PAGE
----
The Zika Virus

Important Information and Common Questions Answered

What is the Zika virus?


The Zika virus is an infection usually transmitted by mosquitos and is related to dengue, yellow fever, and the West Nile virus. Believed to be common across Asia and Africa, where many have immunity, it only recently began spreading widely in the Western Hemisphere. Common symptoms include fever, rash, conjunctivitis, sensitivity to light, headaches, and joint pains. Although 4 out of 5 victims report no symptoms and most that do recover within a week or so, there are some rare but serious nervous system complications. 


What makes it so dangerous?


For most people it’s not—but it’s a huge concern if you’re pregnant or have a sexual partner who might become pregnant soon. Women can transmit the virus to their fetus during pregnancy or at delivery. It then attacks fetal nerve cells, including some that form the brain. This can cause a severe form of microcephaly (the baby is born with an unusually small head) along with a host of other adverse effects, including constant seizures, ear and eye nerve damage, or permanently rigid limbs. 


The World Health Organization (WHO) estimates that 1 in 100 pregnant women with Zika will go on to have babies with these abnormalities, with infection most likely to be damaging in the first trimester. 


There is also no vaccine for Zika, and no way to treat this kind of brain damage should it occur. 


How do people get Zika?


The primary way Zika is spread is through mosquitoes of the Aedes genus, which can breed in small pools of water (like puddles) and usually bite during the day. One species in particular, Aedes aegypti, prefers biting people and accounts for most infections. So far the biggest outbreak has been in Brazil; in the United States, we’ve only had a limited number of mosquito-acquired cases, all in Florida, reported thus far. The genus is common in the United States throughout the Gulf Coast area, and has been found as far north as Connecticut during the summer.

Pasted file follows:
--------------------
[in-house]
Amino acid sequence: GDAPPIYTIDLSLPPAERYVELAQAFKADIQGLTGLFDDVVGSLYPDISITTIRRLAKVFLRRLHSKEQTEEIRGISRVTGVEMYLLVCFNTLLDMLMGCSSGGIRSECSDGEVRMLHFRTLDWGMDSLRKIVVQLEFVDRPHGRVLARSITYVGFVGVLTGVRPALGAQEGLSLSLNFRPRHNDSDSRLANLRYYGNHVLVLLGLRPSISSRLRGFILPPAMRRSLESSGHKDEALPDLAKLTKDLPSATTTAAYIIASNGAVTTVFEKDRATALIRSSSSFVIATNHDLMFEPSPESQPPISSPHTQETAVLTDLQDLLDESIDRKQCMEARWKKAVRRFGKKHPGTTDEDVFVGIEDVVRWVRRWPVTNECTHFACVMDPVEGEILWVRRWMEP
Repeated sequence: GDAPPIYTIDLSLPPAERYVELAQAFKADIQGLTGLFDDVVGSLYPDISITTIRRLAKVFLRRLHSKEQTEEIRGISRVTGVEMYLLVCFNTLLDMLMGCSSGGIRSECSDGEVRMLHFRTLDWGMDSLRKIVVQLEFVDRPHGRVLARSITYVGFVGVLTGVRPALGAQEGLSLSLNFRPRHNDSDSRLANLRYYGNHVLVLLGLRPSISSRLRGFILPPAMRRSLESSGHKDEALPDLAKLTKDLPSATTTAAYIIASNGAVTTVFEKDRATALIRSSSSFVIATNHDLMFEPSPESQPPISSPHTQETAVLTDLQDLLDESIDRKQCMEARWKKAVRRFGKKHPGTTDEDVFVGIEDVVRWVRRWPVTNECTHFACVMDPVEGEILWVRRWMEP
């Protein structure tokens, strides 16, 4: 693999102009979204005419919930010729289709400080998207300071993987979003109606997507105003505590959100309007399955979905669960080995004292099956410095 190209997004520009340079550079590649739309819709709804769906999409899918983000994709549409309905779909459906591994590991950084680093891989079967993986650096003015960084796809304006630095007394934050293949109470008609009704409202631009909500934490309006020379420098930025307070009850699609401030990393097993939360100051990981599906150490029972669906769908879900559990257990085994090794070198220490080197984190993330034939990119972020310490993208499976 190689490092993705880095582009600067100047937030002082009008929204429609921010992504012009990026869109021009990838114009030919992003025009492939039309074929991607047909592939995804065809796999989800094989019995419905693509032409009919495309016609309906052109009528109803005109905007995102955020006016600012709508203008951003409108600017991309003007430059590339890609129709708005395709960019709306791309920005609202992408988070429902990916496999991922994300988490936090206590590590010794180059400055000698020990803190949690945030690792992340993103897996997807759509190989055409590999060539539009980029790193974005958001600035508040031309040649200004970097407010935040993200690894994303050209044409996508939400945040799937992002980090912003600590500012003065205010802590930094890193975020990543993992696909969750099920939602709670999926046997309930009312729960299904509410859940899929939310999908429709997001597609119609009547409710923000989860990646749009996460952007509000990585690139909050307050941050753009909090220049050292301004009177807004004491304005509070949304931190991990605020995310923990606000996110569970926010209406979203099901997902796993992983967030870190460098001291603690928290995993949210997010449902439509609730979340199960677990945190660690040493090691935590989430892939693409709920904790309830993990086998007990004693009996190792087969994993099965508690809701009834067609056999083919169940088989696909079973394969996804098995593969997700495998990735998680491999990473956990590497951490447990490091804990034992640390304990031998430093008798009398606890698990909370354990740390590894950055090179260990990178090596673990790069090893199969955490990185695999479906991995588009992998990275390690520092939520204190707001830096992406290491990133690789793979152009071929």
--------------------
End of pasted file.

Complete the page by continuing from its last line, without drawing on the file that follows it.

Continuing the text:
We also know that Zika can be spread through sex. There have been a limited number of confirmed cases of sexual transmission across the globe involving all forms of intercourse.  


People can also contract Zika through blood transfusions—there have been multiple reports of this in Brazil, and currently parts of Florida are no longer accepting blood donations to minimize this possibility. 


Is it dangerous to travel to Zika-afflicted areas?


Pregnant women are advised by the CDC not to travel to areas of ongoing Zika virus transmission, while their sexual partners who live in or travel to these areas should either abstain from or practice safe sex for the duration of their pregnancy. The best way to protect yourself from the virus and reduce its spread is to prevent mosquito bites. This can be done by wearing clothes that cover the body as much as possible, using insect repellant, using physical barriers (doors, windows, etc.), and identifying and eliminating potential mosquito breeding sites (buckets, flower pots, etc.).